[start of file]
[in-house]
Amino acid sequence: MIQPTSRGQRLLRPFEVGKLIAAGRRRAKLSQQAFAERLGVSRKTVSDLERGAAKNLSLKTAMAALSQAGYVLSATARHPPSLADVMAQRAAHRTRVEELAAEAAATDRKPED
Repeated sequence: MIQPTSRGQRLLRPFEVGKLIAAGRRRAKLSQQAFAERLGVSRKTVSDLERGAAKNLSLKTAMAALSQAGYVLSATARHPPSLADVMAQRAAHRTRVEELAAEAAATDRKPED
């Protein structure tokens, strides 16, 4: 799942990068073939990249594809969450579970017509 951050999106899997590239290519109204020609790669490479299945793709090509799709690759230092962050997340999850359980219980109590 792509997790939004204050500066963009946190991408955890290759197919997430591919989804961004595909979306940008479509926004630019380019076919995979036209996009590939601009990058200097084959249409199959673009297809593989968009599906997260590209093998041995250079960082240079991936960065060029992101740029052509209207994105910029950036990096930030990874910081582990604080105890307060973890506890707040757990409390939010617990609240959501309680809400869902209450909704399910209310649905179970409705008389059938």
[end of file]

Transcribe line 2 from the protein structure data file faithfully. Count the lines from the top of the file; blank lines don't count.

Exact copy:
Amino acid sequence: MIQPTSRGQRLLRPFEVGKLIAAGRRRAKLSQQAFAERLGVSRKTVSDLERGAAKNLSLKTAMAALSQAGYVLSATARHPPSLADVMAQRAAHRTRVEELAAEAAATDRKPED